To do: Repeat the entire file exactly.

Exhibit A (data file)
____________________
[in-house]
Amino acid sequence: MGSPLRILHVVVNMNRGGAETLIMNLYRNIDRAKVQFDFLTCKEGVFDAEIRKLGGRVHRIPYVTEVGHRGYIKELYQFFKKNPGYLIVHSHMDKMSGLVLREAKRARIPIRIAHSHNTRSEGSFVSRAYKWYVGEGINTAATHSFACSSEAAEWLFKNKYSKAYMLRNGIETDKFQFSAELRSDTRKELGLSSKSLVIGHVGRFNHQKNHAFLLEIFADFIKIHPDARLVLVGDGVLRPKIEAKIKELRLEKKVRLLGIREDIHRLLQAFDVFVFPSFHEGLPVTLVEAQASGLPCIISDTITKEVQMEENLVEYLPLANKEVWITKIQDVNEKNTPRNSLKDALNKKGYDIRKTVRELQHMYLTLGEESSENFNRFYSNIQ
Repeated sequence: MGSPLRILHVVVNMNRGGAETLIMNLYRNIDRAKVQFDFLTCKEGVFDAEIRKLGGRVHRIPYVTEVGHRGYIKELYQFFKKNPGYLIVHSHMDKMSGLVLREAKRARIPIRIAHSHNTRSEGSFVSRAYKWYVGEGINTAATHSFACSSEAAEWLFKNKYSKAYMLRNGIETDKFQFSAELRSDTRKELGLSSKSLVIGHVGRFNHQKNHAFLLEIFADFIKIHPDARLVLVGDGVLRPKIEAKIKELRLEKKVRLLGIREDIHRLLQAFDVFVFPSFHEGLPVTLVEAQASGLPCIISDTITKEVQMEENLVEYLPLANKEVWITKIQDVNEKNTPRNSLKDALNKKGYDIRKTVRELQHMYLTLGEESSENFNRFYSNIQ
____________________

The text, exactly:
[in-house]
Amino acid sequence: MGSPLRILHVVVNMNRGGAETLIMNLYRNIDRAKVQFDFLTCKEGVFDAEIRKLGGRVHRIPYVTEVGHRGYIKELYQFFKKNPGYLIVHSHMDKMSGLVLREAKRARIPIRIAHSHNTRSEGSFVSRAYKWYVGEGINTAATHSFACSSEAAEWLFKNKYSKAYMLRNGIETDKFQFSAELRSDTRKELGLSSKSLVIGHVGRFNHQKNHAFLLEIFADFIKIHPDARLVLVGDGVLRPKIEAKIKELRLEKKVRLLGIREDIHRLLQAFDVFVFPSFHEGLPVTLVEAQASGLPCIISDTITKEVQMEENLVEYLPLANKEVWITKIQDVNEKNTPRNSLKDALNKKGYDIRKTVRELQHMYLTLGEESSENFNRFYSNIQ
Repeated sequence: MGSPLRILHVVVNMNRGGAETLIMNLYRNIDRAKVQFDFLTCKEGVFDAEIRKLGGRVHRIPYVTEVGHRGYIKELYQFFKKNPGYLIVHSHMDKMSGLVLREAKRARIPIRIAHSHNTRSEGSFVSRAYKWYVGEGINTAATHSFACSSEAAEWLFKNKYSKAYMLRNGIETDKFQFSAELRSDTRKELGLSSKSLVIGHVGRFNHQKNHAFLLEIFADFIKIHPDARLVLVGDGVLRPKIEAKIKELRLEKKVRLLGIREDIHRLLQAFDVFVFPSFHEGLPVTLVEAQASGLPCIISDTITKEVQMEENLVEYLPLANKEVWITKIQDVNEKNTPRNSLKDALNKKGYDIRKTVRELQHMYLTLGEESSENFNRFYSNIQ